65 - 69 Main St


65, 67, and 69 Main Street and 2, 4, 6 Church Street

The Flatiron Building
SBL: 86.127-1-17

The Flatiron Building occupies the corner of Main and Church Streets. Built 1893, it is constructed in a contemporary utilitarian style, with arched brickwork lintels and a paired-bracket cornice that suggest the Romanesque and Italianate tastes of the period. Despite several significant changes to its exterior, it remains one of the more historically important and architecturally conspicuous commercial buildings in the Downtown District.

Modern double-pane windows throughout the building and aluminum doors on the Main Street side have replaced the original two-over-two windows and wooden doors. Vibrant paint has been applied over the brickwork on the first story of the Main Street side, but all other brickwork remains largely intact.

The structure was built for Burhans Van Steenburgh of Goshen, New York on land purchased from D. A. Hasbrouck. In late 1893 it was sold to Daniel A. Steen, the contractor who built it. The lot had previously been offered for sale in 1870 by the trustees of the Methodist Episcopal Church, the structure located immediately to the north. Prior to Van Steenburgh’s purchase, the land had been the location of a meat market operated by Tom Sutton and built by J. L. Rosencrance. Sutton moved his business from the lot in 1886.

The Flatiron Building had an important role in several aspects of New Paltz’s history. It contained the Village “lockup” for “drunk and disorderly persons,” the equipment of two different fire companies, the waiting room of the electric railroad, meeting rooms for the Village trustees and various civic groups, and even the town’s reading room. Over the years it has also been the location of many different small businesses including cobblers, a tinsmith, barber shops and beauty parlors, drugstores, clothing and gift stores, a realty office, eateries and bars, a bookstore, and in recent years an antique store-cum-gallery and a yoga studio.

Two cupolas of different heights originally topped the building. One contained the fire bell and was used to dry the fire hose, the other for the stairway from below. Early reports praise the fine view of New Paltz and environs from the flat roof.

On the Church Street side, two lavish doors, with paneled bases and decorative grills, were used to lock up the hose cart and hook and ladder owned by the Ulster Hook and Ladder and Star Hose fire companies. Though they cost the significant sum of $140 at the time of the building’s construction, they have since been replaced by modern arched shop windows and a smaller doorway.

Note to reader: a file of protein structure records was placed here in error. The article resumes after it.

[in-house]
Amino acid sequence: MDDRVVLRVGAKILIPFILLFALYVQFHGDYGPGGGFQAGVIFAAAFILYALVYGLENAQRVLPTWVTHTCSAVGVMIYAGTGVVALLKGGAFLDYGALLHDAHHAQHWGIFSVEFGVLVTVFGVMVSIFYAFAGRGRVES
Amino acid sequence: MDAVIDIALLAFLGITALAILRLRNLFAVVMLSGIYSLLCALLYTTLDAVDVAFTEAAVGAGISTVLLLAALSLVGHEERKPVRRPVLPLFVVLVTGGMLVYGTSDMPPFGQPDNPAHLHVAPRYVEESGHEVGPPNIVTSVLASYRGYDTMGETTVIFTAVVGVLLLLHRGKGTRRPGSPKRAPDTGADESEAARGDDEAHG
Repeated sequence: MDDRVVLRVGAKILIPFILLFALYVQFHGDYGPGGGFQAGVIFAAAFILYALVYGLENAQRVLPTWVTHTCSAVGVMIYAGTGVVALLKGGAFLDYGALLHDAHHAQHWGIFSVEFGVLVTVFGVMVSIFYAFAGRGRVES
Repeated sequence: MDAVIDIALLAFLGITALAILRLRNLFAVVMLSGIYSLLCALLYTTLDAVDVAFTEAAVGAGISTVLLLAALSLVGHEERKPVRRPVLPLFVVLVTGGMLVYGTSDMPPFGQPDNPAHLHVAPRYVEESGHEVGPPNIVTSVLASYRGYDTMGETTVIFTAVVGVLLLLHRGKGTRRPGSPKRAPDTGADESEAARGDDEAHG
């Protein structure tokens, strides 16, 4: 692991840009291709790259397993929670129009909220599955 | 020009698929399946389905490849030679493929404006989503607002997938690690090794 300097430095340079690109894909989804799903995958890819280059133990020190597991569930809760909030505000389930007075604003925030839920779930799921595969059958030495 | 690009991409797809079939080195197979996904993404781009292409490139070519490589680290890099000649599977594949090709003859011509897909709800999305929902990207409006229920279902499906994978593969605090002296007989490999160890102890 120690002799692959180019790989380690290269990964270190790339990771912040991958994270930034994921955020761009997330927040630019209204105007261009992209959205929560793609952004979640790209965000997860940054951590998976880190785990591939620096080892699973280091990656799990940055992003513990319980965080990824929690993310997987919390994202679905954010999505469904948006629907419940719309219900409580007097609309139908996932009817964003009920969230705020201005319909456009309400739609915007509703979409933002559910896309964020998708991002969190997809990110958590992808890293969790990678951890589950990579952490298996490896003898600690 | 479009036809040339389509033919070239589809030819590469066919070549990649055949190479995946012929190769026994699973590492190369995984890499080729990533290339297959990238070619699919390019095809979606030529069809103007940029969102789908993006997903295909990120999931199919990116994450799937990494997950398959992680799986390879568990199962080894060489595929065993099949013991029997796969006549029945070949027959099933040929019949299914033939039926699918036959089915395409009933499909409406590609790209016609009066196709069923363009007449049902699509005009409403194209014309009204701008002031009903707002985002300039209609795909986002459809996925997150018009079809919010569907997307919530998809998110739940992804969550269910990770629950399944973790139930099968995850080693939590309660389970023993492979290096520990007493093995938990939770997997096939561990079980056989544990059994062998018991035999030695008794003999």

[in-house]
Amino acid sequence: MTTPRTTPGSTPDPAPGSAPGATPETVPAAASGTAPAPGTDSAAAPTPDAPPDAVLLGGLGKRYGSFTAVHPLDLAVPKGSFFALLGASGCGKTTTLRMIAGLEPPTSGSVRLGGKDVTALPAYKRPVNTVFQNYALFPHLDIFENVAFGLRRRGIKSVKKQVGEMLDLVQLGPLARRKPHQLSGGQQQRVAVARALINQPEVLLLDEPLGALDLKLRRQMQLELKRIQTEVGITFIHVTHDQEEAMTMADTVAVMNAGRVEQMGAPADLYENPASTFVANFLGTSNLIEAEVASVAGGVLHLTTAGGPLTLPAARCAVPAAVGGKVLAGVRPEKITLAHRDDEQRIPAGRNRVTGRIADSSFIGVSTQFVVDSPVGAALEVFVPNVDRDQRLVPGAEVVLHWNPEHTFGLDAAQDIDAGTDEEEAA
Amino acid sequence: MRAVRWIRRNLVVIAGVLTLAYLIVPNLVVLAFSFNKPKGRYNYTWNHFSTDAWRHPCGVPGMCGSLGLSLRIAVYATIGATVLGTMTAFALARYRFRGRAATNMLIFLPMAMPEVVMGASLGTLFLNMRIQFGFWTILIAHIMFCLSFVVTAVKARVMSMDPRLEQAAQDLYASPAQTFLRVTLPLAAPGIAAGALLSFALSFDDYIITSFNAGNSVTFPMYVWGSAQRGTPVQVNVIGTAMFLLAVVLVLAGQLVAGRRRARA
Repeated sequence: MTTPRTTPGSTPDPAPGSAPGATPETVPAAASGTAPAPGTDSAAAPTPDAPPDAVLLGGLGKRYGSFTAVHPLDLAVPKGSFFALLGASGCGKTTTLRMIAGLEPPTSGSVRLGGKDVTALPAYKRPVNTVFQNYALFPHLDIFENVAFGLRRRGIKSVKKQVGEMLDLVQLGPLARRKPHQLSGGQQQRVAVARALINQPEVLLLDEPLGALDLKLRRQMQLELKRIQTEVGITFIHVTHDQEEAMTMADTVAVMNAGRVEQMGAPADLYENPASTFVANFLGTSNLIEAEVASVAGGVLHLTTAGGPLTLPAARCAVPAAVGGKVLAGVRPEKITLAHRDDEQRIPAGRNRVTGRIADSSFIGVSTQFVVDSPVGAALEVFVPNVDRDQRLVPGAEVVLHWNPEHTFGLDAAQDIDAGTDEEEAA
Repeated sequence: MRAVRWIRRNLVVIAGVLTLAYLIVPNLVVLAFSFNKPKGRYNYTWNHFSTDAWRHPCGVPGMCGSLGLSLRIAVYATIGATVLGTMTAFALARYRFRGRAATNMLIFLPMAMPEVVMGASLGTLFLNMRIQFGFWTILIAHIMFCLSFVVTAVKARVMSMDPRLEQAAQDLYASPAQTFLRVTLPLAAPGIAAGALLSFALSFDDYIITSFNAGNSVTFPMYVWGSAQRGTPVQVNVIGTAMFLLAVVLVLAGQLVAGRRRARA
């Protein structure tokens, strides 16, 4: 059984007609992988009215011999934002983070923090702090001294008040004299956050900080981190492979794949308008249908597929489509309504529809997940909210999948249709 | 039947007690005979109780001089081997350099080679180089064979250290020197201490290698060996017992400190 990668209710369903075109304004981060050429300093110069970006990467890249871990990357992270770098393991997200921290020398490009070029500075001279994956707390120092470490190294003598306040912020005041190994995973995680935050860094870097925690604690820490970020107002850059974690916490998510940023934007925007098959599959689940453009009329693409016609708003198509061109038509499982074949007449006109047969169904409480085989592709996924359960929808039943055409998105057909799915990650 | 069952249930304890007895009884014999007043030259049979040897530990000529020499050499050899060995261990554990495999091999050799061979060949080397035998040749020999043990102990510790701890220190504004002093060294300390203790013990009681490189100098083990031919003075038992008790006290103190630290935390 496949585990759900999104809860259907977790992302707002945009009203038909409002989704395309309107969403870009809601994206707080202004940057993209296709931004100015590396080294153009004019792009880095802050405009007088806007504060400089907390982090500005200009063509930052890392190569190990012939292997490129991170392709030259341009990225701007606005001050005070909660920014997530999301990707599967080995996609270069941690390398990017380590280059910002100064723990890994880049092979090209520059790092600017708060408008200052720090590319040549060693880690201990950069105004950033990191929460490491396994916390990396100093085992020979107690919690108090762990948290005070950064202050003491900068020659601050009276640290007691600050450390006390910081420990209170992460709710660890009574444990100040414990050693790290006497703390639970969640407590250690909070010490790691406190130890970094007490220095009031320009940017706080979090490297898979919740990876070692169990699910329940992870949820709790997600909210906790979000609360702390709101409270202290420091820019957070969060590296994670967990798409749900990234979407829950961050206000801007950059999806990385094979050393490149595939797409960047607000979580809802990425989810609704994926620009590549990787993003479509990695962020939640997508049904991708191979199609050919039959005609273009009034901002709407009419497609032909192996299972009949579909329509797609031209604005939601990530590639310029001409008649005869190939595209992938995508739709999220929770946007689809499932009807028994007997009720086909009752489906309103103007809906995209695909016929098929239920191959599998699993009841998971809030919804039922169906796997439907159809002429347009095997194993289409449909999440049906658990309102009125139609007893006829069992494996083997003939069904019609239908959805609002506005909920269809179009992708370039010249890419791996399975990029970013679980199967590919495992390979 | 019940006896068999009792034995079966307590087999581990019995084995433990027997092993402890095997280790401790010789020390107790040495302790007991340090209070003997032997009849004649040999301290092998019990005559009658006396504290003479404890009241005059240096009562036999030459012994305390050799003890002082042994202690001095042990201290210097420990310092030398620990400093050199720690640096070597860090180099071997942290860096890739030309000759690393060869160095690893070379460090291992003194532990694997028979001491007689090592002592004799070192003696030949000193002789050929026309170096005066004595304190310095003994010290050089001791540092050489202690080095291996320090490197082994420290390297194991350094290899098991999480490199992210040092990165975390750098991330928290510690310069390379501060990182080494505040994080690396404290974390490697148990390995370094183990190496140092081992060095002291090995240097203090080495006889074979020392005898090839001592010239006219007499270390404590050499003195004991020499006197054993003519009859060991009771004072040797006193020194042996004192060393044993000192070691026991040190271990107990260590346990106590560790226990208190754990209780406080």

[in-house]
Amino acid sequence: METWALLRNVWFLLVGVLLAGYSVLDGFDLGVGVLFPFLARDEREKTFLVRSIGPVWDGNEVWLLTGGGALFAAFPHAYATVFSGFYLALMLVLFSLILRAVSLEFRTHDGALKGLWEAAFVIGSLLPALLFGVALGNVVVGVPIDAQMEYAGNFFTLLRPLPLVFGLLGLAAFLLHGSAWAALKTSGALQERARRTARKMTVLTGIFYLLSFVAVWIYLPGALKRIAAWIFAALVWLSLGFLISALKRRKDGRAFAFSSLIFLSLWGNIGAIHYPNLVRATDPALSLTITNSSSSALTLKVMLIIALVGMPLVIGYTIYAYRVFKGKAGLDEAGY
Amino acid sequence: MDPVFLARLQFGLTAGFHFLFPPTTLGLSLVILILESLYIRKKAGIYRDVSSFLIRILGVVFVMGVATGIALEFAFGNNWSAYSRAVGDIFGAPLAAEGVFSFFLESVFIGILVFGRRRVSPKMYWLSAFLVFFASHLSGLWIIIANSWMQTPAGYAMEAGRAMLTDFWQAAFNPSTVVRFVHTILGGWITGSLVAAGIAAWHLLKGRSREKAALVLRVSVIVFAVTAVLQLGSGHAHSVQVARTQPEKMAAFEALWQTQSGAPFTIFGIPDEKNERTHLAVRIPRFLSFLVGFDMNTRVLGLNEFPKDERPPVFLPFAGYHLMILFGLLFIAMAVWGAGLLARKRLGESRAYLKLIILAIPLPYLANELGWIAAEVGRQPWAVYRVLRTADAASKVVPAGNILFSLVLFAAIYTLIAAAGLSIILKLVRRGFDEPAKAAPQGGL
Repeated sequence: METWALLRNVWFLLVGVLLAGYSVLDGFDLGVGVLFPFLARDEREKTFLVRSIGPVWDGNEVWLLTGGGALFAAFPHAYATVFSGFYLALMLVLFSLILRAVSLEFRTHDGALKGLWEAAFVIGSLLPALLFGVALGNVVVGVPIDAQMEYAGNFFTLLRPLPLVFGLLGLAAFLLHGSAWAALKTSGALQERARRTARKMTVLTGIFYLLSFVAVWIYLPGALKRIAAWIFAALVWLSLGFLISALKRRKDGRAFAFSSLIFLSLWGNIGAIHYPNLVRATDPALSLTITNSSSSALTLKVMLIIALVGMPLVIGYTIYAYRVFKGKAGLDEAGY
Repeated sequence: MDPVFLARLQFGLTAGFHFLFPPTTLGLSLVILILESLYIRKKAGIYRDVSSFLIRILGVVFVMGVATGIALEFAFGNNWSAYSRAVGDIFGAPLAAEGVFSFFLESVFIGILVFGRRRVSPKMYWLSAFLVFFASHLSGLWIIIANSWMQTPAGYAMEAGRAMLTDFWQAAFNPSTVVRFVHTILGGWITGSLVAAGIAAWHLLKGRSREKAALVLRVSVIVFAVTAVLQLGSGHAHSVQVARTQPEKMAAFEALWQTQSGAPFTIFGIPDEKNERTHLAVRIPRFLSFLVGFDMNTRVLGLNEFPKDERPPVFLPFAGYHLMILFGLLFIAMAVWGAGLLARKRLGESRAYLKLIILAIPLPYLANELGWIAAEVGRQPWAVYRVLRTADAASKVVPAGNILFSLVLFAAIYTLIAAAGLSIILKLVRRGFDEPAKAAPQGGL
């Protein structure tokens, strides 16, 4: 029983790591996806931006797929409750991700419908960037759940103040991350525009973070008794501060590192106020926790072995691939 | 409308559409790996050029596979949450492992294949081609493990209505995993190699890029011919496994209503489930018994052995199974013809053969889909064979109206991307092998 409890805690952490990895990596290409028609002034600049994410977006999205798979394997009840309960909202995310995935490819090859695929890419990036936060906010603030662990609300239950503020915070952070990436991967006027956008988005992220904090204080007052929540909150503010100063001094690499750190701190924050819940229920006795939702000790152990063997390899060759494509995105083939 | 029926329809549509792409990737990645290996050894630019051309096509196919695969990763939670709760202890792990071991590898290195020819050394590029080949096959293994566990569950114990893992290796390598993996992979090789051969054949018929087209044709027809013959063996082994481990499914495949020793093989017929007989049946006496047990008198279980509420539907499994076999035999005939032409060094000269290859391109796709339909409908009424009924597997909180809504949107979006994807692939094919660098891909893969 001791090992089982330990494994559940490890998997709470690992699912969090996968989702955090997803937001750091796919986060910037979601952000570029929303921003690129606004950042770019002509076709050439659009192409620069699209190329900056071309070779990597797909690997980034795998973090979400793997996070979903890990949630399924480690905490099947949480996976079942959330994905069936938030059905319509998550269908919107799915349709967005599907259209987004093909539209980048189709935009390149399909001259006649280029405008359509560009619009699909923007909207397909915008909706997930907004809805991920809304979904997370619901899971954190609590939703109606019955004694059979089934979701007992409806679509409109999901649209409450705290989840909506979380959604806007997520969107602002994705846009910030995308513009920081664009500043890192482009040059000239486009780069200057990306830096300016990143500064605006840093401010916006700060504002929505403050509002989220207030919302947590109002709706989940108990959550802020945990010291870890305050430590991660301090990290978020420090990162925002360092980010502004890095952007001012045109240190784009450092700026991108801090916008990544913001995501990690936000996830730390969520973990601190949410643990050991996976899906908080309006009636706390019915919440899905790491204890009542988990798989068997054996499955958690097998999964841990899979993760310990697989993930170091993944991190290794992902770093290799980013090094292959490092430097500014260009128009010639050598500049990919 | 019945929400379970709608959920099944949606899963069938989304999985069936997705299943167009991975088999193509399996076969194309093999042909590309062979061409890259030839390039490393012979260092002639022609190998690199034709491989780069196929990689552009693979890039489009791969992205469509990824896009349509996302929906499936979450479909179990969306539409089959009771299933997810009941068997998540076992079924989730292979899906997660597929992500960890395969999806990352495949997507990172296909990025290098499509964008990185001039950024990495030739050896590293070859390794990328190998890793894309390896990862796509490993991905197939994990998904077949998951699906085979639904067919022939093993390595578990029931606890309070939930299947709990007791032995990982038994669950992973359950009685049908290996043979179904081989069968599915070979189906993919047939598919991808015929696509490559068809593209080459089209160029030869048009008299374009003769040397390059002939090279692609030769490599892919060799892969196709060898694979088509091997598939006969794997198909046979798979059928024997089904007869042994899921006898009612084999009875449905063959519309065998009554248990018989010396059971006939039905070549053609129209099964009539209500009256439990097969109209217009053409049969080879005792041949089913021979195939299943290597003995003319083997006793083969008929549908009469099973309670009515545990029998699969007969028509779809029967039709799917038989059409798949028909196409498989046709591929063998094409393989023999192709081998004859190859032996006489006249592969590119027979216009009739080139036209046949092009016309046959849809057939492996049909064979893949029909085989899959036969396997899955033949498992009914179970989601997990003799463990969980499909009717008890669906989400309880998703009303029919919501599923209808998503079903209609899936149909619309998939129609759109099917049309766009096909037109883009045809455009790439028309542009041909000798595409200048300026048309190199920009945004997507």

The building was included in a 1974 report by New Paltz Village Planning Board, though incorrectly listed built in 1869. A major interior renovation was completed in 2001.

Image Credits: Historic Preservation Commission of the Village of New Paltz; Sojourner Truth Library Postcard Collection

Sources: Haviland-Heidgerd Historical Collection

Keywords/tags:
Burhans Van Steenburgh
D. A. Hasbrouck
Daniel A. Steen
Methodist Episcopal Church
Tom Sutton meat market
J. L. Rosencrance
Star Hose fire company
Ulster Hook and Ladder fire company

 


 




Flat Iron Building

Fire House (65 Main)

65-69 main

65-69 main

Pretty

Chocolates! YUM!

I dunno....



Tax parcel Number 86.127-1-17
Street number 69
Street Name Main St
Present Use Commercial
Historic Function Commerce/ Trade
Historic Use Specialty Store
Date of Construction  1893
Dates of alteration
Style Italianate
No. of Stories 3
Construction method brick
Exterior material: historic 1 brick
Exterior material: historic 2
Exterior material: present
Roof Type hipped
Roof Material asphalt
Foundation Material brick
Additions
Porch location 1
Porch condition
Window condition replaced
Overall integrity intact
Contributing Yes
Endangered No
Distinctive features triangular polygon plan (flatiron), Main St façade w/ 3 storefronts, each with door and large window w/ segmental arched heads; Storefront w/cornice on basement level on Church St; segmental arched windows in upper stories; wood bracketed cornice
Notes notable example of type
Outbldg 1 type
Outbldg 1 date
Outbuilding Condition
Outbldg 1 distinctive features
Outbldg 2 type
Outbldg 2 date
Landscape features

* The date of construction on this property could not be verified by the existing historic record. The date of construction used is from the New York State Office of Real Property Services, and can not be verified as accurate.

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Designed by CRREO at SUNY New Paltz